The Dividends Most Likely to Double by December

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Collecting dividends is fun. Doubling our money is even better.

From time to time, Mr. and Ms. Market will present us with a deal that includes payouts plus price upside. I’m talking about 50% to 100% returns from secure dividend payers.

These “dividend doubles” require a catalyst. Some event that, if it unfolds, would launch profits—and the firm’s stock price!

Higher interest rates are a compelling “catalyst bet” today. The 10-year Treasury yield tripled between August and April. We noted a few months back that the rate move was due for a breather, and that’s exactly what has unfolded with the benchmark rate briefly edging below 1.3% last week:

Time to “Buy the Dip” in Interest Rates?Read more

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There’s $2 trillion in cash headed straight into the US economy, and today we’re going to grab a share, both in the form of price gains and dividends.

I’m talking about the latest stimulus plan that’s made its way through the House of Representatives.

While plenty of folks fret over the rise in public debt this $1.9-trillion plan brings—and that’s a real concern—it’s a problem for another day. The cash is needed to get the economy through to the other side of the current crisis.

And pretty well all of this package is set to get spent through direct payouts to people and organizations that will spend it, with the headline item being $1,400 in stimulus checks (or about $1.1 trillion in all) going to taxpayers.… Read more

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With stocks breaking to all-time highs, we should emphasize security of the dividends we’re purchasing first and foremost. In previous months, it was a good time to be greedy. Now, with other investors in a fervor, let’s be careful.

The main thing we don’t want to do in a pricey market like this? Join the millions of “buy and hopers” out there. I call them that because they “buy” the typical S&P 500 stock and then “hope” for gains.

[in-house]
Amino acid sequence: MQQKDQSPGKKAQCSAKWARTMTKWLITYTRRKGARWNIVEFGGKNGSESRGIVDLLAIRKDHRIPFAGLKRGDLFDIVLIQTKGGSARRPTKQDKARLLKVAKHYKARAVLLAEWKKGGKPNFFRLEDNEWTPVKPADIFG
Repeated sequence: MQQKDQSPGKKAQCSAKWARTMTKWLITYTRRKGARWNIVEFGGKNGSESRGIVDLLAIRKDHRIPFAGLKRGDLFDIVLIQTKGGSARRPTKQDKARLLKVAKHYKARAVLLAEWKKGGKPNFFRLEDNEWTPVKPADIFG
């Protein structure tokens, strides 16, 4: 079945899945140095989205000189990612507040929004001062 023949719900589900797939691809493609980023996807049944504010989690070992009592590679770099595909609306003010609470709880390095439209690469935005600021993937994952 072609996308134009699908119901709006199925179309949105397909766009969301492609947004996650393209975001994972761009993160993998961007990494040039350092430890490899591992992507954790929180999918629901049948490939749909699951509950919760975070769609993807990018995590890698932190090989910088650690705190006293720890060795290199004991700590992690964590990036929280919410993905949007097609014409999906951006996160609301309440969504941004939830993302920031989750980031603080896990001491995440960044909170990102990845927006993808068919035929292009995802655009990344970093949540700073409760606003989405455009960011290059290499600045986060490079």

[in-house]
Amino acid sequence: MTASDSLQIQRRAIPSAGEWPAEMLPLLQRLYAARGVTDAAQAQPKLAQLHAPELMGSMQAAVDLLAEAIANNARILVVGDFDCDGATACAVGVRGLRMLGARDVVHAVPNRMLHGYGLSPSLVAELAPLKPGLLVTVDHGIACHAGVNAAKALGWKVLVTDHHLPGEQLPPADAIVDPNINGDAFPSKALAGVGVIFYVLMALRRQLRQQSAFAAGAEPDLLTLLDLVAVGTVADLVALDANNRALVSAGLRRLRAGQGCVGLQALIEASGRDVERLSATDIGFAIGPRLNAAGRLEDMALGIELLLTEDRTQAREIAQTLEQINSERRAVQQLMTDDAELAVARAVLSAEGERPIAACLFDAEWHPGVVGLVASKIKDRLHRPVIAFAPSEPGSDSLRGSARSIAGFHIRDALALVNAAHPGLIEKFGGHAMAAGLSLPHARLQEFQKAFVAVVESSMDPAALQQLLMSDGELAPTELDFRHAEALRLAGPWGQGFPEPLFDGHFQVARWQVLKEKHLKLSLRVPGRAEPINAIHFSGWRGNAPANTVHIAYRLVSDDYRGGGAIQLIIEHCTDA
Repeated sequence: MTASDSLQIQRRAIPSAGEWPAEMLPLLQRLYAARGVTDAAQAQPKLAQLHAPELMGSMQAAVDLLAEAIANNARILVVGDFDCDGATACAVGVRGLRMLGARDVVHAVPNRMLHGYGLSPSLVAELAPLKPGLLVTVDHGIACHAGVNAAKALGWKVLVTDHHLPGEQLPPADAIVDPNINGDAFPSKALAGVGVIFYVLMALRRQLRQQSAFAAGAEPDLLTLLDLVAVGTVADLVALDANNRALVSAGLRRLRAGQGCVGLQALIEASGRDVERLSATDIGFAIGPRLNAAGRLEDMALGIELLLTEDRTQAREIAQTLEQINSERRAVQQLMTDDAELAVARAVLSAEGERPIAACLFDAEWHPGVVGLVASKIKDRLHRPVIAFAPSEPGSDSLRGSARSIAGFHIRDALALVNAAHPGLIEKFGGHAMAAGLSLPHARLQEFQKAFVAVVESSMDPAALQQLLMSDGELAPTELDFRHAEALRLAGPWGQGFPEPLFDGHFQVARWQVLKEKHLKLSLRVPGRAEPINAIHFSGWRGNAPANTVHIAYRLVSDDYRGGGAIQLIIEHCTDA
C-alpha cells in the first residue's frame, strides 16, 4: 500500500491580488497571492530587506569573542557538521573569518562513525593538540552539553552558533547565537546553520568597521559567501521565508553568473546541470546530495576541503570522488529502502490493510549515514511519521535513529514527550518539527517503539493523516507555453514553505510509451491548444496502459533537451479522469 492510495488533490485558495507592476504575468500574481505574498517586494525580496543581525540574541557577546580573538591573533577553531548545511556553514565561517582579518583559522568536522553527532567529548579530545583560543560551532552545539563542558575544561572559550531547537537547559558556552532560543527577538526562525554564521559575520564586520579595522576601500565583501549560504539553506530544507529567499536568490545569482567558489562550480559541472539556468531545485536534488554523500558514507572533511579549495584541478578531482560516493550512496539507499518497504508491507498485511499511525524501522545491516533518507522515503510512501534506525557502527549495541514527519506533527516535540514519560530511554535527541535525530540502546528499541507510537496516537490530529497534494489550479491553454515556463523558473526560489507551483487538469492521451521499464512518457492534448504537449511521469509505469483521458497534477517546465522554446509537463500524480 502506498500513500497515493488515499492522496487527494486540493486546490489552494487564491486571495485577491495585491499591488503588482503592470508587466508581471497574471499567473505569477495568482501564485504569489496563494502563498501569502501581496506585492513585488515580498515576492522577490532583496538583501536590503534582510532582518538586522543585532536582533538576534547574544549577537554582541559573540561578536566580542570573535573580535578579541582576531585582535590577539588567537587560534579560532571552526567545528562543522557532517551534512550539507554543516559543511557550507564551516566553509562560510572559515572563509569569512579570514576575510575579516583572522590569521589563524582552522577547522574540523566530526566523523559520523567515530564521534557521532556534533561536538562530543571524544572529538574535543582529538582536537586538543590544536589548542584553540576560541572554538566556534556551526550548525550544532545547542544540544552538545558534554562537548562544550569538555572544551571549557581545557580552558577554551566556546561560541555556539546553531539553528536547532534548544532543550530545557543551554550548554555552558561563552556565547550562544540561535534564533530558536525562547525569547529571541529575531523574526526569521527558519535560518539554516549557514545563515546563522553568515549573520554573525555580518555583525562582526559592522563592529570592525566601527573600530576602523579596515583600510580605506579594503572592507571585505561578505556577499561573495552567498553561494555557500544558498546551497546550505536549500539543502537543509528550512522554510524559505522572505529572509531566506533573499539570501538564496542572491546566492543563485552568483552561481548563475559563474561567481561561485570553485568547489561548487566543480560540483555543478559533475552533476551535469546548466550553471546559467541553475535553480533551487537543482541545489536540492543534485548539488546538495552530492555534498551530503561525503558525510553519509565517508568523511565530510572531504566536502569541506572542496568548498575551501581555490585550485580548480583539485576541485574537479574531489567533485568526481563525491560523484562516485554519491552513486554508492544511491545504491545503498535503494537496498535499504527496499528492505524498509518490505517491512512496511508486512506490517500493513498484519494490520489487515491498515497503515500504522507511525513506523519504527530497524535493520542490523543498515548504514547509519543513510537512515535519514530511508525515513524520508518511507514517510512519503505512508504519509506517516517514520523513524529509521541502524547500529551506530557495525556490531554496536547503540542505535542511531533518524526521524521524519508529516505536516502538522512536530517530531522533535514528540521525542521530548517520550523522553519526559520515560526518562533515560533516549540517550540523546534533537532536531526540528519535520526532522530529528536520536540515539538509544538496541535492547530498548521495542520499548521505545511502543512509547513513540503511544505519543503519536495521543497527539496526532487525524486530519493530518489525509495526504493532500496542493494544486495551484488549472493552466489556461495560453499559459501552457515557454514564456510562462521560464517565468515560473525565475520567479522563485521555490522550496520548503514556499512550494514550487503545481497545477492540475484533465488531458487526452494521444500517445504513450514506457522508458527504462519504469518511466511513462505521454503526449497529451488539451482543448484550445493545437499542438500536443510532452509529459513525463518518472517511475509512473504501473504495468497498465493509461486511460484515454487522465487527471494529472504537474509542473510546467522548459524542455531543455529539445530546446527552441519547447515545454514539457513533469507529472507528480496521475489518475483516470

They’re sure not buying for the dividends: the popular names pay a poverty-level 1.6% income stream, on average.

With a lame yield like that, hoping for a jump in the share price is the only play you’ve got!… Read more

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If you’ve held off on bank stocks for the last few months, I have good and bad news for you.

The good? You’ve still got time to get in before the banks take off on their next surge.

The bad? After the big profits this hated sector has posted in the last couple weeks, your window is closing fast!

So today we’re going to look at why 5 of the 6 biggest US banks look strong now … but being the dividend hounds we are, we’re not going to buy “regular” bank stocks, with their pathetic sub-2% dividend yields.

No way.…
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Today, I’m going to show you some of my favorite REITs—and a novel way of buying them that lets you do so for 18% off!

But first, there’s one sector you need to avoid: financials.

In fact, you needed to avoid it two months ago, as I warned back on February 28.

What’s happened since then? Nothing good.

Financials Come Up Short

This underperformance you see in the above chart isn’t surprising, considering financials were up over 30% by the end of February—and you can see from this chart that they reached their top just when I called it:

Snapshot of a Correction

What’s going on here? …
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I want to let you in on a shocking secret about Vanguard: they’re great active investors.

That’s right. The people almost everyone looks to for low-fee index funds are, in fact, top-flight stock pickers.

Take the actively managed Vanguard Windsor Fund Investor Shares (VWNDX): since inception way back in 1958, it’s returned an annualized 11.4%, despite being long only large cap value stocks (and avoiding more volatile small caps entirely).

Compare that to the passive Vanguard Total Stock Market Fund (VTSAX). Despite the index fund’s lower fees (which first-level investors love and Vanguard touts as a key to superior returns), VWNDX has crushed VTSAX since the latter’s launch in the early 2000s:

Index Investors Get What They Pay For

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